Sleep. Study. Sell: One freshman takes business beyond the curriculum

A watch for sale by Trevor James Products. (Photo courtesy of

Midnight, Saturday, and Corrinne Hall Towers is quiet, having emptied out for a night of partying. Outside of room 345, anyone can hear the consistent “tap, tap, tap” of strokes on a keyboard, and maybe the faint echo of indie folk band Lord Huron coming from under the door.

This is the main office of Trevor James Products, where young entrepreneurship and self-employment go beyond Framingham State’s curriculum and become very serious business.

“On Saturday night, I called him,” said John Oldham, father of 18-year-old Trevor James Products CEO Trevor Oldham. “And I said, ‘Hey Trev, what’s going on? Are you going out tonight?’ and he said, ‘Dad, I’ve got about five hours of work for my business – I can’t go out.’ And I’m thinking to myself, ‘19 years old on a Saturday night and he’s in his dorm working on his own business.’ It’s like every parent’s dream.”

Freshman finance major Oldham is the sole owner of this online bracelet and watch company.

The humble design of his wrist-ware suggests the simple pleasures of relaxing by the shore, as his product line is focused on symbols of summer and the beach, specifically the Cape Cod lifestyle.

Metal anchors, compasses and ship helms are the most common symbols in Oldham’s products. These charms are held in place by different colored ropes, and each rope wraps four times around the wearer’s wrist, creating the illusion of a set of bracelets, rather than just one.

Though Oldham does not design or manufacture his own products, he makes certain that his bracelets appeal to fans of this coastline aesthetic.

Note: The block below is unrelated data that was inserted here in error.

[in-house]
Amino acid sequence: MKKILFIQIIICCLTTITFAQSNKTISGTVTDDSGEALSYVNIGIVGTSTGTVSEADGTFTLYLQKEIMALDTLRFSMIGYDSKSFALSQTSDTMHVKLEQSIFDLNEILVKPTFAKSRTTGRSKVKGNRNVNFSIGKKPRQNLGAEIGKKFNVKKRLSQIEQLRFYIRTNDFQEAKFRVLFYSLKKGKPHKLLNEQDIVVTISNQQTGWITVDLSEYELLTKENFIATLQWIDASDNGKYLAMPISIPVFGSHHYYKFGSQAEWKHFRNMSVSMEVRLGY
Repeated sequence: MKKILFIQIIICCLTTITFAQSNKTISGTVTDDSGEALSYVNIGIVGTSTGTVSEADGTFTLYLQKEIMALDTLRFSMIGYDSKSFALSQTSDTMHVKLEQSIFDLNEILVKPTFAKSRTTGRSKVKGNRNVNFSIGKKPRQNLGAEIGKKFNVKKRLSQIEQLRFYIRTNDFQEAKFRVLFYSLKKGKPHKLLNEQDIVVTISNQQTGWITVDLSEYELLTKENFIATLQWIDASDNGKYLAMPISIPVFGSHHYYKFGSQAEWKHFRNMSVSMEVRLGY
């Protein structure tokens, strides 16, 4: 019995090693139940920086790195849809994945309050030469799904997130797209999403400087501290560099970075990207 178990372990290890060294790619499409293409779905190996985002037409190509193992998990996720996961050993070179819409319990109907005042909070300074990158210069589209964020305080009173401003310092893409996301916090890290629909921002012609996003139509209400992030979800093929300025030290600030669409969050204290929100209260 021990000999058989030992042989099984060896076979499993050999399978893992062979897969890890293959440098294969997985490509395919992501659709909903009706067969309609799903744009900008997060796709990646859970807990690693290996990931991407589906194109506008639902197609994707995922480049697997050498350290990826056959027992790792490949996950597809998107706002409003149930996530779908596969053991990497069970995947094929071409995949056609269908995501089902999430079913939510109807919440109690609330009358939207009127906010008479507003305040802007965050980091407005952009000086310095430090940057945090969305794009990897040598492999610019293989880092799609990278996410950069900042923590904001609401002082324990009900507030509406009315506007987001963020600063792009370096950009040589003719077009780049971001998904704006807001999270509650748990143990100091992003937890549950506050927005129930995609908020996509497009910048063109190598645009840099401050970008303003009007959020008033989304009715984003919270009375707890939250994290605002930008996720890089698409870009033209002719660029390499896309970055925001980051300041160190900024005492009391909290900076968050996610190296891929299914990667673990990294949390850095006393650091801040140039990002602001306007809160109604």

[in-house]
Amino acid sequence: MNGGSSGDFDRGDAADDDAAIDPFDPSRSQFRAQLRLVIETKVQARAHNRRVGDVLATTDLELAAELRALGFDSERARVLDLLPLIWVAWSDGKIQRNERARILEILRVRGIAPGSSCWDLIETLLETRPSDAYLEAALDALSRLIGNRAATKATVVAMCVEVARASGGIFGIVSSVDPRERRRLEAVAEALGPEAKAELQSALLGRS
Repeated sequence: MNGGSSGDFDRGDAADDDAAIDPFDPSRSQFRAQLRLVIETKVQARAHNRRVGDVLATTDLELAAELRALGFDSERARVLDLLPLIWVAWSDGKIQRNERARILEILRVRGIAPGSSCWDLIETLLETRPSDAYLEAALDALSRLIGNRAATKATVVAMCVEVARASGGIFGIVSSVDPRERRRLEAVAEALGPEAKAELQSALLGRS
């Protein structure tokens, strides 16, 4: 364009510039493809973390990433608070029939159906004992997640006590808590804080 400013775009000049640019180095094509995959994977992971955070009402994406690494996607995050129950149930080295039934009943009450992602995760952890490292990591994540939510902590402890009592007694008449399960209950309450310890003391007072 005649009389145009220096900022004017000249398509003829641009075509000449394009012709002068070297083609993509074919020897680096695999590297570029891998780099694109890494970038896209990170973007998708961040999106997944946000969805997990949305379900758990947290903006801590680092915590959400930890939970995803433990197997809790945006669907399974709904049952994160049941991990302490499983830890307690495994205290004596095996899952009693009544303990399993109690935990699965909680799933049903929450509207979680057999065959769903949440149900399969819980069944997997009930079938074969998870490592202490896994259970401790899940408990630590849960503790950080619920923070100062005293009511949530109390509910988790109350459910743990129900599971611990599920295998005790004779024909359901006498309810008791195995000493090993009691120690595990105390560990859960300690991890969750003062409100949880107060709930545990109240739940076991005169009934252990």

Oldham half-heartedly designed the site when he was in high school, receiving his product from the outsourcing site Alibaba. He posted a few pictures and ignored the site for some time, selling only one bracelet over the course of months, before he began to take his own business more seriously.

Prompting Oldham’s sudden boost in motivation was an unpleasant brush with the world of retail. After having worked for a short time at an Olympia Sports store, Oldham decided that from that point on, he always wanted to be his own boss.

“I kind of got fired,” he said, “and my mom was the manager. … I realized that I don’t like working for people.”

Learning from that experience, Oldham quickly discovered the benefits of owning his own business, and those benefits became an everyday reality for him.

“It’s really great,” he said. “I create my own hours. I don’t have people telling me what to do, or a boss or a salary cap.”

Oldham started his entrepreneurship career by selling cell phone cases, which he had imported from China, to friends and family. While this business was short-lived, lasting about a month, he gained valuable skills pertaining to buying on the global market.

After having lunch with Griffin Thall, CEO of Pura Vida Bracelets, a similar bracelet startup company out of California that grossed about $7 million last fiscal year, Oldham thinks he could achieve the same results, but with an East Coast appeal. Thall was recently featured on Forbes’ “30 Under 30,” and has given Oldham advice about how to market properly and how to engage with other people, Oldham said.

Oldham remodeled the site he attempted to make in high school about six months ago using the website design company, Wix. Within three weeks, he said, he had full understanding of their simple software and designed a professional-looking website under his own domain,